JavaScript Animations, Part II: Consecutive Animations - Doc JavaScript | WebReference

JavaScript Animations, Part II: Consecutive Animations - Doc JavaScript


Consecutive Animations

Here's the HTML code that defines our animated elements:

<DIV ID="ball1" STYLE="position: absolute; left: 200; -->
top: 200; width: 50;"><IMG SRC="ball1.gif" WIDTH="50" -->
HEIGHT="50"></DIV>
<DIV ID="ball2" STYLE="position: absolute; left: 350; -->
top: 480; width: 25;"><IMG SRC="ball2.gif" WIDTH="25" -->
HEIGHT="25"></DIV>

We embed the following script at the end of the document:

<SCRIPT LANGUAGE="JavaScript1.2">
<!--
document.write("<SCRIPT SRC='animate.js'></SCRIPT>");
onload = start;
function start() {
  anim1 = new animation("ball1");
  if (!anim1.element) return;
  anim2 = new animation("ball2");
  anim2.slideBy(200, -300, 10, 50, "anim1.circle(100, 0, -60, -->
0, 3, 50)");
}
// -->
</SCRIPT>

As you can see, it isn't easy to create consecutive animations, because each following animation must be handed to its previous one as a string. As a result, we must define strings within strings. Let's change the nature of the statement argument. Instead of specifying a statement to be executed at the end of the animation, we'll hand the method an array of statements. Here's an example:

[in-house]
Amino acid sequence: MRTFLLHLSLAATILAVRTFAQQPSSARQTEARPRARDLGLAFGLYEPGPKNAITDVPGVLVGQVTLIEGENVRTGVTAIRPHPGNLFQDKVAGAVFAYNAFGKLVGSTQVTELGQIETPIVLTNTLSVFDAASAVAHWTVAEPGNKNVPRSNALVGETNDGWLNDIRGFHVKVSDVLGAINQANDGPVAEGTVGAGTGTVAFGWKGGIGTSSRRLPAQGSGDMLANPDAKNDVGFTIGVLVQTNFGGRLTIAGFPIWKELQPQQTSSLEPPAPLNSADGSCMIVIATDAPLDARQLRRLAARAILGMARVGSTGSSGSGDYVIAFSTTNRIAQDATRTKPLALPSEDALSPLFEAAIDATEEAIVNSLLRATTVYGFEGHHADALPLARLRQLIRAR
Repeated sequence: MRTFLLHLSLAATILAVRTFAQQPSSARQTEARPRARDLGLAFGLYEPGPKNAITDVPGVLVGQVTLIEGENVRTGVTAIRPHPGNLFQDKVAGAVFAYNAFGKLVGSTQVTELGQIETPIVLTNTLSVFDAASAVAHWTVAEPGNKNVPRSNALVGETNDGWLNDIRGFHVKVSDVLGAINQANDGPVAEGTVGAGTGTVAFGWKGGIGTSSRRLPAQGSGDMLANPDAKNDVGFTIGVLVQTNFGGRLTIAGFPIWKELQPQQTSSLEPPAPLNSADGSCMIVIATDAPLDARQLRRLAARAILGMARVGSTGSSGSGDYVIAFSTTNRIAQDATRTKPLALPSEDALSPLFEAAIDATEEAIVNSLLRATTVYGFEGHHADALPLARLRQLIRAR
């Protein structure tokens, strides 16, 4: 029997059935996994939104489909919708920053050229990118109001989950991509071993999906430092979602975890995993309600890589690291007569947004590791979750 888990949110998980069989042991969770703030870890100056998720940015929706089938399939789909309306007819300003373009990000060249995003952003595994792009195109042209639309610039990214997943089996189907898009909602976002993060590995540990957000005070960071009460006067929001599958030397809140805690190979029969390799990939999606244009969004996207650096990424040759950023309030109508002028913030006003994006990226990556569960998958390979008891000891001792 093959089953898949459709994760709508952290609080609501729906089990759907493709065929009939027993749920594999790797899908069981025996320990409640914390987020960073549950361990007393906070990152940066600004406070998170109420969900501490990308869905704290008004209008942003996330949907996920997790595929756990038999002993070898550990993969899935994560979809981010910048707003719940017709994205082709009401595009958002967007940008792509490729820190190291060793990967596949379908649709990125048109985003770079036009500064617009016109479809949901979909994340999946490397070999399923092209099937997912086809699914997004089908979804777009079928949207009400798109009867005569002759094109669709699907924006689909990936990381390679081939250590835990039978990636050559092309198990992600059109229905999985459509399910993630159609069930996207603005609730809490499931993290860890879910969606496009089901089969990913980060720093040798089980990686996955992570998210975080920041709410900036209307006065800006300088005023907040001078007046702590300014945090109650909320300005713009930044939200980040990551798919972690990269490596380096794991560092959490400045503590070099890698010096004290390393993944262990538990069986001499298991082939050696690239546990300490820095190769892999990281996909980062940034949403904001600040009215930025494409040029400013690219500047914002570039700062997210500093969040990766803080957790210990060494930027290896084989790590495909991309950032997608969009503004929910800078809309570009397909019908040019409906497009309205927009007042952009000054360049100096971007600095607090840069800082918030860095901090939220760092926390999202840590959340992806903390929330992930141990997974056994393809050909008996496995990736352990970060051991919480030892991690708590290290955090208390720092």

function start() {
  anim1 = new animation("ball1");
  if (!anim1.element) return;
  anim2 = new animation("ball2");
  myArray = new Array();
  myArray[0] = "anim1.circle(100, 0, -60, 0, 3, 50, 'myArray')";
  myArray[1] = "anim2.circle(100, 30, 30, 2, 5, 25, 'myArray')";
  anim2.slideBy(200, -300, 10, 50, "myArray");
}

The array must be defined without the var keyword, because it should be global. By handing the name of the array (as a string) to the animation functions, they can execute the upcoming statement in the array when the current animation ends. You may recall the following statement in our methods:

if (this.statement) eval(this.statement);

This statement executes when the current animation comes to an end. Instead of evaluating the statement parameter, we need to shift off and evaluate its first statement:

if (this.statement) {
  var ar = eval(this.statement);
  if (ar.length > 0)
    eval(ar.shift());
}

The first statement in this block assigns a reference of the global array to a local variable named ar. Since ar simply references the array of animation commands, any change we make to ar also reflect the actual global array. If the array still has one or more elements (animation commands), we shift off its first element and evaluate it. The built-in shift() method was introduced in Navigator 4.0x. It removes the first element from an array and returns that element. Therefore, it changes the length of the array. However, the shift() method isn't supported by Internet Explorer 4.0x. We'll write our own version of the function:

function shift(ar) {
  var first = ar[0];
  for (var i = 1; i < ar.length; i++) {
    ar[i - 1] = ar[i];
  }
  ar.length--;
  return first;
}

Here's the corresponding cross-browser conditional block:

if (this.statement) {
  var ar = eval(this.statement);
  if (ar.length > 0)
    eval(shift(ar));
}

http://www.internet.com


Created: May 21, 1998
Revised: May 21, 1998

URL: http://www.webreference.com/js/column19/consecutive.html